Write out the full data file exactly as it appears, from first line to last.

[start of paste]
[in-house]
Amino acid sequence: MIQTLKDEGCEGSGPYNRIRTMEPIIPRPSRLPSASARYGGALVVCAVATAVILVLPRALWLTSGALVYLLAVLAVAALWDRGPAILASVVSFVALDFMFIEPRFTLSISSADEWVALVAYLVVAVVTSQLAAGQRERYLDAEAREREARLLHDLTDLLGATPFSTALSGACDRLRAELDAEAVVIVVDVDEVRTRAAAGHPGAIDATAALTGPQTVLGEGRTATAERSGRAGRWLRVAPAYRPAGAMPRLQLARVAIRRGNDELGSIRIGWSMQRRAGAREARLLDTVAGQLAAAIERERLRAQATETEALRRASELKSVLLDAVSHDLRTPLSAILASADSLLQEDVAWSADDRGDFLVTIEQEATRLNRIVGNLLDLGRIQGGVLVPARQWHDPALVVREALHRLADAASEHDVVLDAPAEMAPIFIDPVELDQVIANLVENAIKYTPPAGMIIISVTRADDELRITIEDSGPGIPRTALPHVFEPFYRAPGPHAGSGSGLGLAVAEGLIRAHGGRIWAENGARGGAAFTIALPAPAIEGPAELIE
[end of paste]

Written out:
[in-house]
Amino acid sequence: MIQTLKDEGCEGSGPYNRIRTMEPIIPRPSRLPSASARYGGALVVCAVATAVILVLPRALWLTSGALVYLLAVLAVAALWDRGPAILASVVSFVALDFMFIEPRFTLSISSADEWVALVAYLVVAVVTSQLAAGQRERYLDAEAREREARLLHDLTDLLGATPFSTALSGACDRLRAELDAEAVVIVVDVDEVRTRAAAGHPGAIDATAALTGPQTVLGEGRTATAERSGRAGRWLRVAPAYRPAGAMPRLQLARVAIRRGNDELGSIRIGWSMQRRAGAREARLLDTVAGQLAAAIERERLRAQATETEALRRASELKSVLLDAVSHDLRTPLSAILASADSLLQEDVAWSADDRGDFLVTIEQEATRLNRIVGNLLDLGRIQGGVLVPARQWHDPALVVREALHRLADAASEHDVVLDAPAEMAPIFIDPVELDQVIANLVENAIKYTPPAGMIIISVTRADDELRITIEDSGPGIPRTALPHVFEPFYRAPGPHAGSGSGLGLAVAEGLIRAHGGRIWAENGARGGAAFTIALPAPAIEGPAELIE